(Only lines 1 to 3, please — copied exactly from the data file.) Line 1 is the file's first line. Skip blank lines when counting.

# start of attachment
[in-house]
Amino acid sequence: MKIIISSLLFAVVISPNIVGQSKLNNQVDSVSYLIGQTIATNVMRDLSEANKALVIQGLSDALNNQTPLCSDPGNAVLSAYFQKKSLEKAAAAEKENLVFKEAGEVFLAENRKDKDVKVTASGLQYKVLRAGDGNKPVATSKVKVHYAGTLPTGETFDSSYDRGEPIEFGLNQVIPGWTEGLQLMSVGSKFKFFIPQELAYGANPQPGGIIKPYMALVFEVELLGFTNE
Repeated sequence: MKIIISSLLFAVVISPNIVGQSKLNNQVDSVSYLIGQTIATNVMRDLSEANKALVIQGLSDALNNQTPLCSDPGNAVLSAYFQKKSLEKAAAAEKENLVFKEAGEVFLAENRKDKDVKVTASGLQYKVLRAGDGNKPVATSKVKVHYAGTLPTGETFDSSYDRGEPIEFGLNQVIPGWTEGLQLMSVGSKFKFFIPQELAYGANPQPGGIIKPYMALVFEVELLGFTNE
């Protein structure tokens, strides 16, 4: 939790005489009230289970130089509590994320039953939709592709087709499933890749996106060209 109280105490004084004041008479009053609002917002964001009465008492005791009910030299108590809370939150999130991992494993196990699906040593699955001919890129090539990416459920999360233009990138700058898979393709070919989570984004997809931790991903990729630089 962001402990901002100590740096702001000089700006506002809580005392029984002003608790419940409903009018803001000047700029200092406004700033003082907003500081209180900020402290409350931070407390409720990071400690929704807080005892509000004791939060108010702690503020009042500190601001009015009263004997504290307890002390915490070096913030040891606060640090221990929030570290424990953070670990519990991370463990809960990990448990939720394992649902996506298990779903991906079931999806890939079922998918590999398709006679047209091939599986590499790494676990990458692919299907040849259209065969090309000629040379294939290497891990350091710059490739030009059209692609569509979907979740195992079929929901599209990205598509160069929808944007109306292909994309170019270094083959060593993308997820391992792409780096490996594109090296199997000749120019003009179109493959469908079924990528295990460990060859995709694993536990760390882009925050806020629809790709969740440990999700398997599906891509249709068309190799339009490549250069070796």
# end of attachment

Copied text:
[in-house]
Amino acid sequence: MKIIISSLLFAVVISPNIVGQSKLNNQVDSVSYLIGQTIATNVMRDLSEANKALVIQGLSDALNNQTPLCSDPGNAVLSAYFQKKSLEKAAAAEKENLVFKEAGEVFLAENRKDKDVKVTASGLQYKVLRAGDGNKPVATSKVKVHYAGTLPTGETFDSSYDRGEPIEFGLNQVIPGWTEGLQLMSVGSKFKFFIPQELAYGANPQPGGIIKPYMALVFEVELLGFTNE
Repeated sequence: MKIIISSLLFAVVISPNIVGQSKLNNQVDSVSYLIGQTIATNVMRDLSEANKALVIQGLSDALNNQTPLCSDPGNAVLSAYFQKKSLEKAAAAEKENLVFKEAGEVFLAENRKDKDVKVTASGLQYKVLRAGDGNKPVATSKVKVHYAGTLPTGETFDSSYDRGEPIEFGLNQVIPGWTEGLQLMSVGSKFKFFIPQELAYGANPQPGGIIKPYMALVFEVELLGFTNE